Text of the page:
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Not the victory but the action; not the goal but the game; in the deed the glory reads the inscription on the facade of Nebraska's Memorial Stadium in Lincoln. That's high-minded stuff, but it's little consolation to a team that finished but a single victory and a single goal short of the glory of a national championship the past two seasons. An Orange Bowl loss to Clemson cost the Corn-huskers the title in 1981, and a controversial Penn State touchdown with four seconds left tagged them with their only defeat of last season. "He was out of bounds," says Husker I Back Mike Rozier of Nittany Lion Tight End Mike McCloskey, who caught a 15-yard pass that set up the score to beat Nebraska. "We have films that show it."
But the fact remains that the Huskers still have a championship to win for the three marvelous seniors who start at offensive skill positions. They're Wingback Irving Fryar, Quarterback Turner Gill and Rozier, the 1982 Big Eight Player of the Year and the leading returning Heisman Trophy vote getter. Dusty Roz brought his 5'11", 210-pound frame to Lincoln, where the offensive linemen average 6'4", 260, with good reason. "Go to another school," he says, "you get hurt."
But infirmity can catch up with you, even at Nebraska. I.M. Hipp, Jarvis Redwine and Roger Craig, I backs all, suffered injuries in their senior seasons, and more than a few Nebraska folk fear that Rozier will be the next victim of a senior I-back jinx. He held himself out of the Cornhuskers' winter conditioning program to let a nagging sprained ankle heal. That seems to have worked, as he then bolted for 108 yards and two TDs in the Huskers' spring game. And he has recommitted himself to his studies, after having bagged classes for three weeks last semester. "It was my fault," he says. "Can't blame the teachers."
Fryar, who also returns punts, is a "Hi, Mom" type of player who made 19 of his 24 receptions in front of national-TV cameras last season. He's also the best athlete among the Huskers and the fastest Nebraska football player in history, with a 4.43 in the 40 to his credit. Gill directed a 1982 attack that led the nation in total offense (518.6 yards per game), scoring (41.1) and rushing (394.3 yards).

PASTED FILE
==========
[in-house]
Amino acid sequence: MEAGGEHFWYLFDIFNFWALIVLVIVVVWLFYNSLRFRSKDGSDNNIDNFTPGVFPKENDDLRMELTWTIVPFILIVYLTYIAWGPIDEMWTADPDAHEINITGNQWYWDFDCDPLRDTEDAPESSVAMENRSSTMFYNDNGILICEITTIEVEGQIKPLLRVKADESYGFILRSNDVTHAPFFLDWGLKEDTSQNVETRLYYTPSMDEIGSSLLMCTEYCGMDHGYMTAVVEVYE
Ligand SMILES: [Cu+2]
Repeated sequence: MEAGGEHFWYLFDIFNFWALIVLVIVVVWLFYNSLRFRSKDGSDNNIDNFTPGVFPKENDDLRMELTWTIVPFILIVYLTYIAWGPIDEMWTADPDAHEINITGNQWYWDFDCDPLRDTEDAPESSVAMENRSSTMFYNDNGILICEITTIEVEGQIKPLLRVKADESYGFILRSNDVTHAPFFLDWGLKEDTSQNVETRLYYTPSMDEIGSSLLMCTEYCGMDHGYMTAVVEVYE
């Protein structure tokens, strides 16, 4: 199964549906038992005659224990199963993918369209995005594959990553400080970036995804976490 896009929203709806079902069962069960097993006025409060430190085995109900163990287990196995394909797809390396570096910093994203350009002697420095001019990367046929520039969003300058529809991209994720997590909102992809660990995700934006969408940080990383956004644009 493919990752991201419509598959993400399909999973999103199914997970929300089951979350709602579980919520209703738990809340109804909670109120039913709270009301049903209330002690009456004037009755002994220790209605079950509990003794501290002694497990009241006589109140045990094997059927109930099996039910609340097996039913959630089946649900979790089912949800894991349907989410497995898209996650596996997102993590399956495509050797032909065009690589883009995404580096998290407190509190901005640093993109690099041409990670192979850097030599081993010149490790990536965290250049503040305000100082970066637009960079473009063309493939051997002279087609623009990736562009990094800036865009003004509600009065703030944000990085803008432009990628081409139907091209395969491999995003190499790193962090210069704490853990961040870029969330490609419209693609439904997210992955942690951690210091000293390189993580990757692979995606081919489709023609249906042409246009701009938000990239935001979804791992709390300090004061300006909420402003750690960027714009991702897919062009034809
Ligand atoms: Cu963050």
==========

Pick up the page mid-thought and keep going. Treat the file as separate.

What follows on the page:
Gone are four of the starting five Monsters of the Midlands, including Center Dave Rimington, the two-time Outland Trophy Winner. "He could go two positions over and take out a man," says Gill. "Plus he was the big motivator with our linemen." Rimington's replacement will be 6'6", 270-pound junior Mark Traynowicz, a converted tackle. The one returning starter up front is 6'4", 270-pound Dean Steinkuhler, a senior guard who has run the 40 in 4.67—faster than any other Husker interior lineman ever.
But don't judge Nebraska's offensive line—or any part of the team, for that matter—by the number of returning first-stringers. This year the Huskers have eight letter-men coming back up front, a byproduct of Nebraska's 12 wins in '82: Most of them were so lopsided (the average margin of victory was 26.7 points) that everybody played.
At fullback, Mark Schellen replaces Doug Wilkening, who quit the Cornhuskers during spring practice because he was feeling burned out. Two years ago Schellen was a 5'10", 280-pound blob who had been cut from the team at Nebraska-Omaha, a Division II school. His wife talked him into going on a diet, and by and by he showed up at Lincoln and holed up in Nebraska's renowned weight room, setting all sorts of records. Before long he was a svelte 219, and walked on. He'll block for Rozier.
The defense will be young and inexperienced, with no senior starters. The best of the four returning starters are Safety Bret Clark, who led the Huskers in tackles last year with 52, and Tackle Rob Stuckey and End Bill Weber, who made the conference's all-academic team while making 91 stops between them. Nebraska's linebacking remains suspect, though Husker hucksters are already talking up junior Mike Knox as the finest in the Big Eight. Over the winter he qualified for the NCAA wrestling championships as a heavyweight, though 1982-83 was his first season of college wrestling.
Gill is a master of the option, and for much of the spring he had Coach Tom Osborne trying to read him as he weighed an early pitch-out to pro baseball against a college football keeper. (When he came out of high school. Gill passed up a $90,000 signing bonus with the White Sox.) While mulling things over. Gill started at shortstop for the Cornhusker baseball team and hit .284 with five triples. Ergo, he missed spring practice, which, he admits, might catch up with him in Nebraska's early opener against—hmmmmm—Penn State in the Kickoff Classic on Aug. 29 at the Meadowlands. But Gill talks like someone out for revenge. "We should have beaten Penn State last year and we didn't," he says. "That's what it boils down to. It was my dream when I came to Nebraska to win a national championship. I think the third time might be the charm."